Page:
Chapter 171 of the Texas Tax Code

chapter 171 of the texas tax code


Chapter 171 of the Texas Tax Code, also known as the Texas Franchise Tax, is a critical aspect for businesses operating in Texas. This article aims to provide a comprehensive understanding of its components, implications, and compliance requirements.

Overview of Chapter 171 of the Texas Tax Code

Definition and Purpose

Chapter 171 governs the franchise tax—a state tax levied on certain businesses for the privilege of conducting business in Texas. It applies to corporations, LLCs, partnerships, and other business entities.

Key Provisions in Chapter 171

Tax Base and Rate

The franchise tax is calculated based on a business’s “margin,” which can be computed in several ways. The tax rate varies based on the type of business and certain financial thresholds.

Filing Requirements

Businesses subject to this tax must file annual reports and tax payments to the Texas Comptroller of Public Accounts.

Compliance and Calculation

Determining Tax Liability

Guidelines for calculating the tax base include considering total revenue and applying the appropriate deductions, exemptions, or credits.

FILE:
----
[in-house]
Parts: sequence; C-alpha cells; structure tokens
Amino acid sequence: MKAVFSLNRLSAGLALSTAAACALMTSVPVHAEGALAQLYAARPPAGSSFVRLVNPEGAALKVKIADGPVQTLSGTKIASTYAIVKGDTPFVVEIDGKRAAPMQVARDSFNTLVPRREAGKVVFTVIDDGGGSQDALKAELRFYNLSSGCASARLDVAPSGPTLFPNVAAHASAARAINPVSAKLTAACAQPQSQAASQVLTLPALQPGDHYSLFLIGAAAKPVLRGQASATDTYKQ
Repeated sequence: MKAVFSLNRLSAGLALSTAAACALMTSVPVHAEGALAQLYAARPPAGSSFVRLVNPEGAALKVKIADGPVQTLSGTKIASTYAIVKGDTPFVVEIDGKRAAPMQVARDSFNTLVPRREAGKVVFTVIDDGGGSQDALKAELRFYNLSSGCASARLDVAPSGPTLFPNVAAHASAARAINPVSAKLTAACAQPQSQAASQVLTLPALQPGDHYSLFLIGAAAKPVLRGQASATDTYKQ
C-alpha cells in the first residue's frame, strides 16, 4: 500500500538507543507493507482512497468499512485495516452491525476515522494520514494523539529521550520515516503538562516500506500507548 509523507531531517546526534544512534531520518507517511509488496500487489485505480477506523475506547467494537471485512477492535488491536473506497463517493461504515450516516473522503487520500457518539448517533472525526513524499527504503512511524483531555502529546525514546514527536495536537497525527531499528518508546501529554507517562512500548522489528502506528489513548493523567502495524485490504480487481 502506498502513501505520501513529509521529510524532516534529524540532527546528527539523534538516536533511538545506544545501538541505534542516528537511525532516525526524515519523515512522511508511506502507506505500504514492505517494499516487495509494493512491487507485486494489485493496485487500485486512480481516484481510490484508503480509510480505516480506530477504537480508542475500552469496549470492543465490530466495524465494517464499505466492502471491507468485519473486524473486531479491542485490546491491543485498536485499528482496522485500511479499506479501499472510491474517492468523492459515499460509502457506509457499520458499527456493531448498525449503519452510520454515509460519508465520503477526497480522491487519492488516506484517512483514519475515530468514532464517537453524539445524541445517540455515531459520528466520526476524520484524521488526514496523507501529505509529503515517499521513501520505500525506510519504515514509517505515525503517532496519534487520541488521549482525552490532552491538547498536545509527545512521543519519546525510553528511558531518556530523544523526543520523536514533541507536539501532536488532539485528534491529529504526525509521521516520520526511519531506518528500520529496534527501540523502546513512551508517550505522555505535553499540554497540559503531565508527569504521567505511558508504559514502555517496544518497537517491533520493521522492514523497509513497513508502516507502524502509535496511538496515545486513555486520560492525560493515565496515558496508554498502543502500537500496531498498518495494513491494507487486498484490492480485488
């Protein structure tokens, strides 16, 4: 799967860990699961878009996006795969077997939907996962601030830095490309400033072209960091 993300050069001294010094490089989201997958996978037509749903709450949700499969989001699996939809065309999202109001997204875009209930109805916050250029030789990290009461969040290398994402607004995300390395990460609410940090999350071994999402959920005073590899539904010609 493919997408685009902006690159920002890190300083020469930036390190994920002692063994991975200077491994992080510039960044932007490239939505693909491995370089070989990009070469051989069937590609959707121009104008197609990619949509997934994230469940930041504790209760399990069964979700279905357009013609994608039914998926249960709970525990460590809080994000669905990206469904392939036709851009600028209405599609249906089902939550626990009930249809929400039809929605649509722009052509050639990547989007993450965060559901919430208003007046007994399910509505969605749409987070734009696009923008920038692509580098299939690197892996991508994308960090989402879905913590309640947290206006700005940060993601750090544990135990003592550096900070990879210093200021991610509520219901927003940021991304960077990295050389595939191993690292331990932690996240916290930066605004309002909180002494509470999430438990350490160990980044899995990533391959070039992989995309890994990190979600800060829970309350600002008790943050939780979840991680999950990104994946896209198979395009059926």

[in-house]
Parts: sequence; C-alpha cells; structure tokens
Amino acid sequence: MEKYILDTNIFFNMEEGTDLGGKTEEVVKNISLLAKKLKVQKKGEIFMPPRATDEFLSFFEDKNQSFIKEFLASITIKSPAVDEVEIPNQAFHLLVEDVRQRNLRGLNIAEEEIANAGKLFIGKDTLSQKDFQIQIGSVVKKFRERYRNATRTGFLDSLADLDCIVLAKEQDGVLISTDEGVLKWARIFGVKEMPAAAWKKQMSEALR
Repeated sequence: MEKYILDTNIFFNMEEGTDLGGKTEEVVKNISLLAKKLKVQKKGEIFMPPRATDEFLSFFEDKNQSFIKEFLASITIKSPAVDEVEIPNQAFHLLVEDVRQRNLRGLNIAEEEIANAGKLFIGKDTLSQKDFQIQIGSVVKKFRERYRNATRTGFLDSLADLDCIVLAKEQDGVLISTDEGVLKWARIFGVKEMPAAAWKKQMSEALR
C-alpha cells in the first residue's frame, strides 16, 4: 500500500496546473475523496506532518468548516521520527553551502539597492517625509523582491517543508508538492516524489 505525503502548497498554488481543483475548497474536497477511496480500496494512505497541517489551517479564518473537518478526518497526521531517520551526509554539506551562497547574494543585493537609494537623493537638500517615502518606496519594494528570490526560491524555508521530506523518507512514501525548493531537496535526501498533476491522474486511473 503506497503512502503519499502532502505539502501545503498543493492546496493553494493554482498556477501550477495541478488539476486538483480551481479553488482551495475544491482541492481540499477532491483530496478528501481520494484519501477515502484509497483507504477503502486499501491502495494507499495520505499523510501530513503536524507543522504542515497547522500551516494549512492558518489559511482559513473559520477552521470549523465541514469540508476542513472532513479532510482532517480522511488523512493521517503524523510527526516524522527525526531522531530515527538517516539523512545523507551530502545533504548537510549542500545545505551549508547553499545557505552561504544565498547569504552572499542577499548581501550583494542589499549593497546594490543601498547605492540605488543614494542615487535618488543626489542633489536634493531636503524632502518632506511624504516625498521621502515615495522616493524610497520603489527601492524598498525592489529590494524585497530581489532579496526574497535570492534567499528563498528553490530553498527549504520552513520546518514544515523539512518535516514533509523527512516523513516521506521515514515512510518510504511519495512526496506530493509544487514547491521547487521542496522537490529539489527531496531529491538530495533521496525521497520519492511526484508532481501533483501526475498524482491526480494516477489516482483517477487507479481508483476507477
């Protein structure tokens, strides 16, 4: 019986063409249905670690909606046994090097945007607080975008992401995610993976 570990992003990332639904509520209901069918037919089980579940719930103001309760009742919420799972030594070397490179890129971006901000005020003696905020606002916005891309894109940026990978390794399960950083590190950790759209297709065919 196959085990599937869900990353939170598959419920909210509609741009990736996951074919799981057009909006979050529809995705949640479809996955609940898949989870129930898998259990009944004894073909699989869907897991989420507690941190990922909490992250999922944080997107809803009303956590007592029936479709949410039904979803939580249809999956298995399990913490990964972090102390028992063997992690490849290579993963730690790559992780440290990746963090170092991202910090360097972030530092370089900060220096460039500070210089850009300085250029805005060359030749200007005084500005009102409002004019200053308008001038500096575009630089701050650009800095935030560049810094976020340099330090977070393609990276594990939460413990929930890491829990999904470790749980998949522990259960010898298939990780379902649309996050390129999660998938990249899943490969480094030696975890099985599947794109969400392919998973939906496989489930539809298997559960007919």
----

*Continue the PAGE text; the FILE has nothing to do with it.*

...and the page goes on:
Filing Process

Businesses must file their franchise tax reports either electronically or through paper forms, adhering to the specified deadlines.

Exemptions and Deductions

Qualifying for Exemptions

Certain businesses may be exempt from the franchise tax or qualify for a lower tax rate, depending on factors like revenue thresholds and business type.

Available Deductions

The code allows various deductions, including compensation and cost of goods sold, which can significantly impact the tax amount due.


Q1: What types of businesses are subject to Chapter 171 franchise tax? A1: Most entities like corporations, LLCs, and partnerships are subject to this tax.

Q2: How is the franchise tax rate determined? A2: The rate depends on business type and revenue, with specific rates outlined in the code.

Q3: Are there penalties for non-compliance? A3: Yes, failure to comply can result in penalties and interest on unpaid taxes.

Q4: Can businesses file for an extension on franchise tax reporting? A4: Yes, extensions are available, but specific conditions apply.


Chapter 171 of the Texas Tax Code plays a vital role in business operations in Texas. Understanding its nuances is crucial for compliance and optimal financial planning. This guide serves as a starting point for businesses to navigate the complexities of the Texas Franchise Tax.

By Allan Butcher